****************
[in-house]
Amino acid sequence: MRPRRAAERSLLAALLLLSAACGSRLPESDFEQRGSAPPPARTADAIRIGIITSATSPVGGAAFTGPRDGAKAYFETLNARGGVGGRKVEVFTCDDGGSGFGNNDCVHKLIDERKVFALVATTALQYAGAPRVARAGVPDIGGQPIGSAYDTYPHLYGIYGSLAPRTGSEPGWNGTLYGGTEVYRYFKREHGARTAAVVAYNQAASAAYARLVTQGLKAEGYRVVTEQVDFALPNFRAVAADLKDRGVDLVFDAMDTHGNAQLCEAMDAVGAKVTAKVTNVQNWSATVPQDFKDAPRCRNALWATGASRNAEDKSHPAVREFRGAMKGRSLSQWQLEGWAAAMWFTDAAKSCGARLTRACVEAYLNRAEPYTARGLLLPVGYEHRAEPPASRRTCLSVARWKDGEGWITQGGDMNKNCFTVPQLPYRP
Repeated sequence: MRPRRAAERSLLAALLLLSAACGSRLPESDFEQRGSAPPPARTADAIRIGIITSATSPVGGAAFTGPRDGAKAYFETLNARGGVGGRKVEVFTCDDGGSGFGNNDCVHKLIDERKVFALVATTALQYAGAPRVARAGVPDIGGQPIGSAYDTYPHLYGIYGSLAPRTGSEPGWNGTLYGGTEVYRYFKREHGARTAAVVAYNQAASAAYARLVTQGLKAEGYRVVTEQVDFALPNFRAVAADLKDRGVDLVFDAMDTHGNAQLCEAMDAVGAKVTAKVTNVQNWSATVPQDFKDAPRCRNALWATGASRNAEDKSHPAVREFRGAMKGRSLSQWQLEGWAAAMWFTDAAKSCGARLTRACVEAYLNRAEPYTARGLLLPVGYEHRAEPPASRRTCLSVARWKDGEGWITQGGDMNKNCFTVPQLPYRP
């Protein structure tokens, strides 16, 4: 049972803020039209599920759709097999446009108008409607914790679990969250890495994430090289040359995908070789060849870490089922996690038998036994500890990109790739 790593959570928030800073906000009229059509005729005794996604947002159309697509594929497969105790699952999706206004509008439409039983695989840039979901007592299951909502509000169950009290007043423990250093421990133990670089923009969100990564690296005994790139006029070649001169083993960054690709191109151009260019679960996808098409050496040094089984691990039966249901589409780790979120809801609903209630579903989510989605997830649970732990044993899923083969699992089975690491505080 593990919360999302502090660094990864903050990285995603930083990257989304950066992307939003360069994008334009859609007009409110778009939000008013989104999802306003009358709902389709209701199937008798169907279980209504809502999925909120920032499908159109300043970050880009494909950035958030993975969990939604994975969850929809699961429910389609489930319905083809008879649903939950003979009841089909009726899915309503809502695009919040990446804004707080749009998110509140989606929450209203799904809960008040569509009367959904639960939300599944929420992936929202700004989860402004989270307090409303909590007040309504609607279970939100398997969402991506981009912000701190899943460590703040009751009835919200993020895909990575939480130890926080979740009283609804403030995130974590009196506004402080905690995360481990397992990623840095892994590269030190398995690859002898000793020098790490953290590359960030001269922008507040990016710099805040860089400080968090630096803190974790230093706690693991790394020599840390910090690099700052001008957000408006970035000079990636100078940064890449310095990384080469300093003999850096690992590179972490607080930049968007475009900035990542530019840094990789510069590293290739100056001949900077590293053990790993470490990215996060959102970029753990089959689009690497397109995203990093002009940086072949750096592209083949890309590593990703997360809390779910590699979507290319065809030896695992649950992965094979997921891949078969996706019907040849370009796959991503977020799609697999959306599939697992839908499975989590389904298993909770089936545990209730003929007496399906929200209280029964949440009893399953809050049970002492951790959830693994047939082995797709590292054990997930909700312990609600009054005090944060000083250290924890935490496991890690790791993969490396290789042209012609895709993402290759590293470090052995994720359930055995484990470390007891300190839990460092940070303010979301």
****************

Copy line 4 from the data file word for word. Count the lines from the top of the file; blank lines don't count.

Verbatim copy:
């Protein structure tokens, strides 16, 4: 049972803020039209599920759709097999446009108008409607914790679990969250890495994430090289040359995908070789060849870490089922996690038998036994500890990109790739 790593959570928030800073906000009229059509005729005794996604947002159309697509594929497969105790699952999706206004509008439409039983695989840039979901007592299951909502509000169950009290007043423990250093421990133990670089923009969100990564690296005994790139006029070649001169083993960054690709191109151009260019679960996808098409050496040094089984691990039966249901589409780790979120809801609903209630579903989510989605997830649970732990044993899923083969699992089975690491505080 593990919360999302502090660094990864903050990285995603930083990257989304950066992307939003360069994008334009859609007009409110778009939000008013989104999802306003009358709902389709209701199937008798169907279980209504809502999925909120920032499908159109300043970050880009494909950035958030993975969990939604994975969850929809699961429910389609489930319905083809008879649903939950003979009841089909009726899915309503809502695009919040990446804004707080749009998110509140989606929450209203799904809960008040569509009367959904639960939300599944929420992936929202700004989860402004989270307090409303909590007040309504609607279970939100398997969402991506981009912000701190899943460590703040009751009835919200993020895909990575939480130890926080979740009283609804403030995130974590009196506004402080905690995360481990397992990623840095892994590269030190398995690859002898000793020098790490953290590359960030001269922008507040990016710099805040860089400080968090630096803190974790230093706690693991790394020599840390910090690099700052001008957000408006970035000079990636100078940064890449310095990384080469300093003999850096690992590179972490607080930049968007475009900035990542530019840094990789510069590293290739100056001949900077590293053990790993470490990215996060959102970029753990089959689009690497397109995203990093002009940086072949750096592209083949890309590593990703997360809390779910590699979507290319065809030896695992649950992965094979997921891949078969996706019907040849370009796959991503977020799609697999959306599939697992839908499975989590389904298993909770089936545990209730003929007496399906929200209280029964949440009893399953809050049970002492951790959830693994047939082995797709590292054990997930909700312990609600009054005090944060000083250290924890935490496991890690790791993969490396290789042209012609895709993402290759590293470090052995994720359930055995484990470390007891300190839990460092940070303010979301």